10½ Ways to Color Outside the Lines without Crossing the Line

by | Jun 11, 2012 | High Road Accountability and Ethics, High Road Leadership

As a leader, you want employees to “color outside the lines.” This means that they are creative, open to new ideas, and think for themselves.

 As a leader you do not want employees to “cross the line.” This means the person does something that goes against the spirit of your policies, bends the rules in their favor, or coerces a subordinate to cheat.

 There is a very fine line between these two behaviors, so the High Road® Institute is providing this list of 10 ½ strategies that embed a commitment to ethical and accountable conduct into your cultural norms.

  1. Implement a “lessons learned” attitude, so whenever an employee makes an error in judgment, the lessons about why it happened will never be forgotten.
  2. Communicate x100 in all directions. Communicate the reason for your policies, standards, rules and decisions. Allow people at every level to communicate openly and honestly.
  3. Foster honest and open dialogue formally and informally. Only micromanagers, scammers, and con artists hate honesty and transparency.
  4. Foster honest 360 degree feedback, formally and informally. Only dictators, egoists, and criminals abhor feedback. Ask for the truth and then speak the truth.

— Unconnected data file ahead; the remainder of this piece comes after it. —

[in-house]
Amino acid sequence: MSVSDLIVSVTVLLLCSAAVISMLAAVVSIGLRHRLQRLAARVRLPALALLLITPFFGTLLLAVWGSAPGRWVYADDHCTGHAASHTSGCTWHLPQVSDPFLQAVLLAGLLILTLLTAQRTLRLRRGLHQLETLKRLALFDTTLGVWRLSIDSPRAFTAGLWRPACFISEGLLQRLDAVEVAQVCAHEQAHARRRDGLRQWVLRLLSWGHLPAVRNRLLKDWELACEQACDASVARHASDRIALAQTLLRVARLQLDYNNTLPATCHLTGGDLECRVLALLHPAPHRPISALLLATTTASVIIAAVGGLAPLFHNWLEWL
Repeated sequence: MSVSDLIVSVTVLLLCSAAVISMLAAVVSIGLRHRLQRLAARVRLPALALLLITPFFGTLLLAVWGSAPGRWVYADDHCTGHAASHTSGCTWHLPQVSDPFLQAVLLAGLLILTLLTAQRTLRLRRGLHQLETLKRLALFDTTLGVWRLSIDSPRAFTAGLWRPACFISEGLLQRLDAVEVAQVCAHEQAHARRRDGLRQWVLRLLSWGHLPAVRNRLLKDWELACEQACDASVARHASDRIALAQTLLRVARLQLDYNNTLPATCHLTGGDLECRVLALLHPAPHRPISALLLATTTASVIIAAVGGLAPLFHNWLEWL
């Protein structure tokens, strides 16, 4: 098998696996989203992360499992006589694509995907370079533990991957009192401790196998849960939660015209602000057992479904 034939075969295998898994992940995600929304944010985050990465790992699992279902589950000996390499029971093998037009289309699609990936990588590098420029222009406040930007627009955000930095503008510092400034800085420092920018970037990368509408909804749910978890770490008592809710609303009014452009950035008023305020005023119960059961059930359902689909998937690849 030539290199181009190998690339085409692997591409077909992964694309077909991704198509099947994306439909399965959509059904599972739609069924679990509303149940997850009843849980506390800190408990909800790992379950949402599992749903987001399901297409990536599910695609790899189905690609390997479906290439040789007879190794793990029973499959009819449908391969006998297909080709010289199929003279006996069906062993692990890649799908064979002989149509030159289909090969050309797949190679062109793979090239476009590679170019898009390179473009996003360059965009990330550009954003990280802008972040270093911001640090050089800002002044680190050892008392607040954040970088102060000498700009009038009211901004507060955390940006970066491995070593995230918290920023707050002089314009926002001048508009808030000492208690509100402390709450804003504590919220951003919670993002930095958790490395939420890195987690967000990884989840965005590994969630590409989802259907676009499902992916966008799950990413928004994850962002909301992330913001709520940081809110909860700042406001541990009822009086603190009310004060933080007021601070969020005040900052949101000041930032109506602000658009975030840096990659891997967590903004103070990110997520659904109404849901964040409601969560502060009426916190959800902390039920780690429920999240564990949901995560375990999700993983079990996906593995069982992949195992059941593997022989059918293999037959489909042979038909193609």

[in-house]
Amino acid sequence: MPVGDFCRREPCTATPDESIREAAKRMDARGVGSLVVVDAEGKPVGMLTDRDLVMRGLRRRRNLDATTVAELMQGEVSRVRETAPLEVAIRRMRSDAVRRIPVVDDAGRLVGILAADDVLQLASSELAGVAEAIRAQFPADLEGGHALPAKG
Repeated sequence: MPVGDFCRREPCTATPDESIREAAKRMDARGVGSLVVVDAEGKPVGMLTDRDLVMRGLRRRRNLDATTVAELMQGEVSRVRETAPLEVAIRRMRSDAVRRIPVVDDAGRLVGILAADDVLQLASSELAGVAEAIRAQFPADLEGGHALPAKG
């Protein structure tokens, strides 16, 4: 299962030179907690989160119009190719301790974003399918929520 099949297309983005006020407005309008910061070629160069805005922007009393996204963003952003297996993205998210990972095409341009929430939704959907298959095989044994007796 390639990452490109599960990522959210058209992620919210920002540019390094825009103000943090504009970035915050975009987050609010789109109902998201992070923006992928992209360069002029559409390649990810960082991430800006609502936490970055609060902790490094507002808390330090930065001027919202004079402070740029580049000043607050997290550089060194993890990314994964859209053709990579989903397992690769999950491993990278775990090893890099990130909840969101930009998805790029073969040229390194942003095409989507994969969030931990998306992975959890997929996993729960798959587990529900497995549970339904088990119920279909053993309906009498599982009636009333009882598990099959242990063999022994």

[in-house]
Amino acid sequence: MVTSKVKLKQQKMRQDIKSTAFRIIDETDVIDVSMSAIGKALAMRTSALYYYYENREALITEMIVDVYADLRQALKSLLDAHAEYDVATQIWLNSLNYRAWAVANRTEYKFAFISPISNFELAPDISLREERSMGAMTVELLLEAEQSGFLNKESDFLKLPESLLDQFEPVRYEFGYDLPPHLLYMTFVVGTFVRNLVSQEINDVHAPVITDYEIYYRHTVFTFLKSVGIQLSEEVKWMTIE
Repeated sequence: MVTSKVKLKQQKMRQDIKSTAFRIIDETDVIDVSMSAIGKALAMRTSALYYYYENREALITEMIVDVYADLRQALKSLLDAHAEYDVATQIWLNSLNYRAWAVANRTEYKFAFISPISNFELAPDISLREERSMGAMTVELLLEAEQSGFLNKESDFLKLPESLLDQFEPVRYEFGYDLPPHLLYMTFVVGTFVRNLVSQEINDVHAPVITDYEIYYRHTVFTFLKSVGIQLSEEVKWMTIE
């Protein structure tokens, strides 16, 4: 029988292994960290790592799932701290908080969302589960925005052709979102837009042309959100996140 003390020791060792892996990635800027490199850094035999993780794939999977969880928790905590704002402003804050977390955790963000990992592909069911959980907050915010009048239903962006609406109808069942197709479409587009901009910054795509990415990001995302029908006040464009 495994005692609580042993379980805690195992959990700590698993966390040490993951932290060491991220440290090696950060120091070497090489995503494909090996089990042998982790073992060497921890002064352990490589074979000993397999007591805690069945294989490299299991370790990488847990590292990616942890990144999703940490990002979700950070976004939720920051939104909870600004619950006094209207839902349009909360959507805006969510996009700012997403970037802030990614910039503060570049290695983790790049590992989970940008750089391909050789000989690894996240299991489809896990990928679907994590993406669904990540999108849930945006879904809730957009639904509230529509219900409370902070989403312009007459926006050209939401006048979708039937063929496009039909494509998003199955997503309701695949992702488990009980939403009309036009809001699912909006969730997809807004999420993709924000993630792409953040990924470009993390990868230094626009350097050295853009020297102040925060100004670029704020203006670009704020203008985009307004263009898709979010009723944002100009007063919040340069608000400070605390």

5. The more creative and diverse the input, the smarter and stronger the decision will be. Before deciding, ask: What could go wrong? and How can somebody undermine this?
  6. Whenever an idea, goal, or plan challenges the status quo, the more you must emphasize the need to proceed ethically. Then follow up to make sure people have.
  7. Until you have clearly defined the expectations and standards, you cannot hold employees accountable to acting ethically. Speak frequently and widely about your expectations. Model the behaviors you seek every day.
  8. Held every single employee to the same high standards. Failure to do this assures that people will follow the habits of the least ethical employee.
  9. The more aligned your mission is with your values, the easier it is for your employees to act ethically. Frequently check for misalignment and fix any that you find.
  10. Whenever an employee crosses the line and engages in questionable activity, he or she (regardless of title and tenure) must be called to account for their actions. Doing this sends a message that you are watching and paying attention. Whenever an employee does something that shows a commitment to high ethics, recognize the act and extol it to everyone.

10½. Failure to be concerned about a reputation for ethics will guarantee employees make questionable decisions and take unethical actions. Failure to talk about ethics and model what it means will ultimately harm your reputation.